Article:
The Women of Wet Leg (2024)

You can learn something about a person from the way she paints a pot. That’s the premise that brought Rhian Teasdale and Hester Chambers, the women of Wet Leg, a British indie-rock band that is among the nominees for Best New Artist at this year’s Grammy Awards, to the Painted Pot, a crafting space in Park Slope, on a recent wintry afternoon. Teasdale, the main singer and songwriter, wore a Buffy T-shirt and a crocheted cap over her silky brown hair. Chambers, blond, with delicate features, was draped in a long cardigan.

After browsing the bisques—fired clay forms that are ready for painting and glazing—Teasdale chose a mug and Chambers a plate. Sitting side by side at a paint-speckled picnic table, they took to their tasks far more diligently than did the rowdy children filtering in for their after-school activity. Wet Leg was taking a victory lap. But in spite of five Grammy nominations, four sold-out New York shows, and upcoming dates opening for Harry Styles, the two women, both nearing thirty, remember what it’s like to play shows for four people. They appear to be taking nothing for granted.

“Wet leg” is a term that inhabitants of the Isle of Wight, where Teasdale and Chambers grew up, apply to day-trippers and holiday-makers who ferry across the five miles from Southampton, on England’s southern coast. (“D.F.L.,” short for “down from London,” and “overners,” from “over the water,” are others.) Teasdale noted that her mother had been a ferryboat captain: “She was something of a badass.” At the band’s high-energy live shows, Teasdale captains the stage, but she avoids the storms of sexist comments flung at them for daring to play electric guitars before they’ve achieved the mastery to shred.

Chambers, who seems like the more introverted of the pair, said, in a small, high voice, “I’m not allowed to read the comments.”

A winged creature that Teasdale named Angel-bat had begun to take shape on her mug, its webbed arms spread wide. As she worked on the image, she sang softly, “Angel-bat, I love you, but you’re bringing me down.” The band had seen LCD Soundsystem in their Williamsburg residency the night before.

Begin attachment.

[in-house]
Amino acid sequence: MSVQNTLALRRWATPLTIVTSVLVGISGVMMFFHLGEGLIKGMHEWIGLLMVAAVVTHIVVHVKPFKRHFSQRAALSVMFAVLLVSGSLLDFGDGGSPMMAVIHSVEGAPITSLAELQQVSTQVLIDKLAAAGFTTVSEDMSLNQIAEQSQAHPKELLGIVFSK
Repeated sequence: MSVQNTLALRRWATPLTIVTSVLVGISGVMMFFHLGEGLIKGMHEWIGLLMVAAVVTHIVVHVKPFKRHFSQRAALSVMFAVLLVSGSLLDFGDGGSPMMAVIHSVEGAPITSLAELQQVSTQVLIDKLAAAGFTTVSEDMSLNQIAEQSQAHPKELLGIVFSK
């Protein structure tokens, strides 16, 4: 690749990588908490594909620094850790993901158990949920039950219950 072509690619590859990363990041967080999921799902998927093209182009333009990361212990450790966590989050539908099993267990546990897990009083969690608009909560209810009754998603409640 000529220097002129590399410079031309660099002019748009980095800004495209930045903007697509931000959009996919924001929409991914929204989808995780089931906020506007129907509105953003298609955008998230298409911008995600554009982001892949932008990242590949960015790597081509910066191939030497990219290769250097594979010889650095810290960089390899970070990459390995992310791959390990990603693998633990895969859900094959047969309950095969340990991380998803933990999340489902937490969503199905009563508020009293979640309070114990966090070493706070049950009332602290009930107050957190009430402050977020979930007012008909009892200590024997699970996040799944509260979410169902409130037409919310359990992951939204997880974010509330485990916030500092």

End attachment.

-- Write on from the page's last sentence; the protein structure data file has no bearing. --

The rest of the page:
Wet Leg, with its deadpan wit and post-punk guitar sound, loosely resembles the B-52s, if Cindy Wilson and Kate Pierson had led the band. They chose their name, Teasdale explained, “as a reminder not to take ourselves too seriously, because we’re in a band called Wet Leg.” She limned the band’s origins: “I was, like, ‘Hester, I really want to start a band where we play guitars.’” At that point, the two former school friends had been playing music separately and aimlessly for almost ten years, without success. “And Hester was, like, ‘O.K., then, let’s start a band where we both play guitars.’ And I was, like, ‘But, Hester, I don’t play guitar.’” As a solo act, Teasdale had played keyboard. “And Hester was, like, ‘That doesn’t matter—you soon will!’”

“I want a place that’s fireproof, floodproof, windproof, and close to a Trader Joe’s.”

Cartoon by Anne Fizzard

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On her plate, Chambers was skillfully rendering a horse, in fine detail. Angel-bat stood ready to embrace whatever was coming; Chambers’s steed looked poised to bolt.

“I realized you don’t get anywhere indulging your insecurities,” Teasdale went on. “I spent many years doing that, and I was just so sick of listening to that voice saying, ‘You’re not good enough to do this. This space is not for you.’”

When they began making music together, Teasdale spent six weeks sleeping on a chaise longue at Chambers’s flat. It was uncomfortable, “but I spent so much time sleeping on it I became at one with the lumps,” she said. When they weren’t trying to write songs, they took pleasure in pronouncing the syllables “shays lawnja” to each other. Goofing around at home late one night, Teasdale picked up a mike and sang, “On the chaise longue, on the chaise longue, all day long on the chaise longue,” the first of the band’s memorable hooks. Their single “Chaise Longue” appeared in June, 2021; “Wet Dream,” another banger, followed in September.

Teasdale and Chambers have been touring non-stop for nearly a year; they haven’t been home for more than a few days since last February. At the Painted Pot, the mug and the plate they decorated suggested a yearning for home and domesticity, but they are unlikely to return to those anytime soon.

“Now I go to all these hotels,” Teasdale said, “and the beds technically are really comfy, and the pillows are really soft, but I’m so restless. I need my lumpy chaise longue.”♦

The Women of Wet Leg (2024)


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